Some of you will already know that in December 2015 our world was turned upside down when our son, Oakley, was diagnosed with Fragile X Syndrome.
With the help of our friends and family, who have decided to join us in running the Brentwood Half Marathon (Sunday 19th March 2017), followed closely by the mad men running the Brighton Marathon (9th April 2017), we would like to raise money for The Fragile X Society, based in Great Dunmow.
Those of you that know us will be aware that we have started this journey as novice runners (to say the least), thinking we had plenty of time to train when we had the first conversations in March 2016. Now that it is less than 6 months away, we hope that your support and kind donations will give us the push we need to complete what feels like the impossible!!
For those of you that are still googling and trying to understand what Fragile X Syndrome is, here is a brief overview……..
Fragile X Syndrome (FXS) is a genetic condition that causes intellectual disability, behavioral and learning challenges and various physical characteristics. Though FXS occurs in both genders, males are more frequently affected than females, and generally with greater severity
How it presents itself:
An individual with FXS typically has learning difficulties and delayed
milestones, along with typical physical features such as a high forehead,
facial asymmetry, a large jaw and long ears.
There may be features due to changes in connective tissue including
prominent ears, hyperextensible finger joints, and flat feet.
There may be associated anxiety-related symptoms including
obsessive-compulsive and perseverative behaviours, emotional lability and
aggressive or self-aggressive behaviours. Affected girls and women are more likely to have problems with shyness or social withdrawal. In some cases, those affected may also have a diagnosis of attention deficit hyperactivity disorder (ADHD) or an autism spectrum disorder. Around 30% of affected males have autism and as many again may have an autism spectrum disorder.
Other symptoms may include hand-flapping, repetitive actions,
clumsiness, avoidance of gaze, seizures and sleep disturbance.
Specific speech disorders may include echolalia and perseveration (the inability to complete a sentence due to repetition of words at the end of a phrase).
Statistically the diagnosis of FXS is usually made by the age of 3 due to delay in attainment of developmental milestones. Oakley however was lucky when his diagnosis was made on the back of a blood test aged just 1 and a half. Since then he has been under the watchful eye of consultants, a speech and language therapist, physio and occupational therapists, a feeding and swallowing team, a nursery nurse and a special educational needs coordinator. Oakley has been thoroughly spoilt by staff within our NHS and from charities such as SNAP and the Fragile X Society. I am forever grateful for the support that we have all received and will continue to receive over his lifetime.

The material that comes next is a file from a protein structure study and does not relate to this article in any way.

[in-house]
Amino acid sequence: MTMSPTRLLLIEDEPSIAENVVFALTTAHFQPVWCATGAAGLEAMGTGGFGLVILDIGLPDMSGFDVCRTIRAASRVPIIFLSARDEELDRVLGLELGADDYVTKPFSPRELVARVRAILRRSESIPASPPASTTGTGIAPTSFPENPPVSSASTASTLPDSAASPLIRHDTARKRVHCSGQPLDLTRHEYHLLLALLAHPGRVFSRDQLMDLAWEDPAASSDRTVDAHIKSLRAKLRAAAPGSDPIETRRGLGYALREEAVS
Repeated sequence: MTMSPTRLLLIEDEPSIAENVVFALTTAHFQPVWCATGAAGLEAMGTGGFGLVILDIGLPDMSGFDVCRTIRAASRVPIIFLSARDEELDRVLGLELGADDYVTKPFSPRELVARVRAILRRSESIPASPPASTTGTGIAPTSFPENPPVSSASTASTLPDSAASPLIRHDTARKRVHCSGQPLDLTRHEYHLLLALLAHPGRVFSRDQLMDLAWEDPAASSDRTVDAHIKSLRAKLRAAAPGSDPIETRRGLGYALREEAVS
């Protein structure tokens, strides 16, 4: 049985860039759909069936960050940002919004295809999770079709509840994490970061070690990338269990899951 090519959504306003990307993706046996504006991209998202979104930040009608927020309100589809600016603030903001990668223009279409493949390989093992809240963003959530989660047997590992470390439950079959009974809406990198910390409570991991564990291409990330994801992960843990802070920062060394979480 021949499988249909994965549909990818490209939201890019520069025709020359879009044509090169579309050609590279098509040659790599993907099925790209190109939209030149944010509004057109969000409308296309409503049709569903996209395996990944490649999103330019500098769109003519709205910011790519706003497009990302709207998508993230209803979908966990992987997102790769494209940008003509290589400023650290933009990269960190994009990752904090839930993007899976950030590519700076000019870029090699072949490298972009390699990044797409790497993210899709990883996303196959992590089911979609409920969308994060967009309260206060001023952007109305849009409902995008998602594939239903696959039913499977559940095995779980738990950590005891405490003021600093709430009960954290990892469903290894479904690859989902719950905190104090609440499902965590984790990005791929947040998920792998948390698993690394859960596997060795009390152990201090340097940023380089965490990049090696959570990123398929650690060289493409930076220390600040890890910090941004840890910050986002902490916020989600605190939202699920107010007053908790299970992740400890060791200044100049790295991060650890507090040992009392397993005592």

Prior to Oakley’s diagnosis, Fragile X Syndrome was a condition that we had never heard of and believe, to this day, would still know nothing about. With your help we would love to create awareness, and at the same time, raise as much money as possible for the Fragile X Society, so that they can continue to provide much needed information and support to families like us.
Here is a little guide as to what you donation
could do for families affected by Fragile X Syndrome:
£150 could provide support to a family for a whole year, including use
of the helpline, conferences, and free resources.
£50 could run the helpline service for 1 hour, through which they have
thousands of contacts each year.
£16 could pay for a family to receive the Fragile X Society newsletter
for 1 year, which includes details of events/conferences, the latest research, family
experiences and other great information.
£3 could pay for vital information to be sent to a newly diagnosed family.
Thank you for taking the time to read our story and
we hope to make a real difference to a charity that is so close to our hearts.
Holly & Ethan xx
Brentwood Half Marathon Runners:
Holly Kannor, Ethan Kannor, Ralph Kannor, Haland Kannor, Liana Barnes, Tom Whitehead & Shannon Bowles
Brighton Marathon Runners:
Ethan Kannor, Ralph Kannor, Haland Kannor, Tom Whitehead & Dave Edwards